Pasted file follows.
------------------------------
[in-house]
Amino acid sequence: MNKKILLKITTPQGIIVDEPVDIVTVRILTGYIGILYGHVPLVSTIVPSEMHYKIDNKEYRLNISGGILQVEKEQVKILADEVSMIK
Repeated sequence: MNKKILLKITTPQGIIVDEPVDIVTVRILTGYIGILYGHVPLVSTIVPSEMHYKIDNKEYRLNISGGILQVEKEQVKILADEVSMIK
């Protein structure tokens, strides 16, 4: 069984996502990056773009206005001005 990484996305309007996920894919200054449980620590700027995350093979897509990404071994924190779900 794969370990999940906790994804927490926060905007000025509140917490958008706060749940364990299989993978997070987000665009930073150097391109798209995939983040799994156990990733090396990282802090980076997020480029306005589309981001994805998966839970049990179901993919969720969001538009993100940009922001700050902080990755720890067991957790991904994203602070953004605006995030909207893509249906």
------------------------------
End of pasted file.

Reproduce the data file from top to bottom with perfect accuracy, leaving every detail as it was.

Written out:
[in-house]
Amino acid sequence: MNKKILLKITTPQGIIVDEPVDIVTVRILTGYIGILYGHVPLVSTIVPSEMHYKIDNKEYRLNISGGILQVEKEQVKILADEVSMIK
Repeated sequence: MNKKILLKITTPQGIIVDEPVDIVTVRILTGYIGILYGHVPLVSTIVPSEMHYKIDNKEYRLNISGGILQVEKEQVKILADEVSMIK
């Protein structure tokens, strides 16, 4: 069984996502990056773009206005001005 990484996305309007996920894919200054449980620590700027995350093979897509990404071994924190779900 794969370990999940906790994804927490926060905007000025509140917490958008706060749940364990299989993978997070987000665009930073150097391109798209995939983040799994156990990733090396990282802090980076997020480029306005589309981001994805998966839970049990179901993919969720969001538009993100940009922001700050902080990755720890067991957790991904994203602070953004605006995030909207893509249906």